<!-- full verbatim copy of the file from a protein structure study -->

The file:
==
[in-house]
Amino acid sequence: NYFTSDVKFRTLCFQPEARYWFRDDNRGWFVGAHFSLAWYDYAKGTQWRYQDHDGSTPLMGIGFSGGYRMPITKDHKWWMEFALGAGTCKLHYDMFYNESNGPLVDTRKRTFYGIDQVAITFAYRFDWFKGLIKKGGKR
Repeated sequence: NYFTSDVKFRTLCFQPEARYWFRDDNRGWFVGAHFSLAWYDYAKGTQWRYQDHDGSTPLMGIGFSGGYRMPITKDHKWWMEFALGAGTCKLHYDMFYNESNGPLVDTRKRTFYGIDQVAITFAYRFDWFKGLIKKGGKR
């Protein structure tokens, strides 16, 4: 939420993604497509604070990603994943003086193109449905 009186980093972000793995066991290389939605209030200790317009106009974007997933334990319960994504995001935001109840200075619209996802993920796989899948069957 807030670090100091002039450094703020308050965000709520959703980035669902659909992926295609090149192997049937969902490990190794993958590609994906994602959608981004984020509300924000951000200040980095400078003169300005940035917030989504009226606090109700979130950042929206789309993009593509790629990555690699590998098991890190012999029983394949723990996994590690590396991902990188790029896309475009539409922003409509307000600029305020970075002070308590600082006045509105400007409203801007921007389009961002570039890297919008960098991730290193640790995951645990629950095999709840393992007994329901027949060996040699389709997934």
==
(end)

[in-house]
Amino acid sequence: NYFTSDVKFRTLCFQPEARYWFRDDNRGWFVGAHFSLAWYDYAKGTQWRYQDHDGSTPLMGIGFSGGYRMPITKDHKWWMEFALGAGTCKLHYDMFYNESNGPLVDTRKRTFYGIDQVAITFAYRFDWFKGLIKKGGKR
Repeated sequence: NYFTSDVKFRTLCFQPEARYWFRDDNRGWFVGAHFSLAWYDYAKGTQWRYQDHDGSTPLMGIGFSGGYRMPITKDHKWWMEFALGAGTCKLHYDMFYNESNGPLVDTRKRTFYGIDQVAITFAYRFDWFKGLIKKGGKR
């Protein structure tokens, strides 16, 4: 939420993604497509604070990603994943003086193109449905 009186980093972000793995066991290389939605209030200790317009106009974007997933334990319960994504995001935001109840200075619209996802993920796989899948069957 807030670090100091002039450094703020308050965000709520959703980035669902659909992926295609090149192997049937969902490990190794993958590609994906994602959608981004984020509300924000951000200040980095400078003169300005940035917030989504009226606090109700979130950042929206789309993009593509790629990555690699590998098991890190012999029983394949723990996994590690590396991902990188790029896309475009539409922003409509307000600029305020970075002070308590600082006045509105400007409203801007921007389009961002570039890297919008960098991730290193640790995951645990629950095999709840393992007994329901027949060996040699389709997934």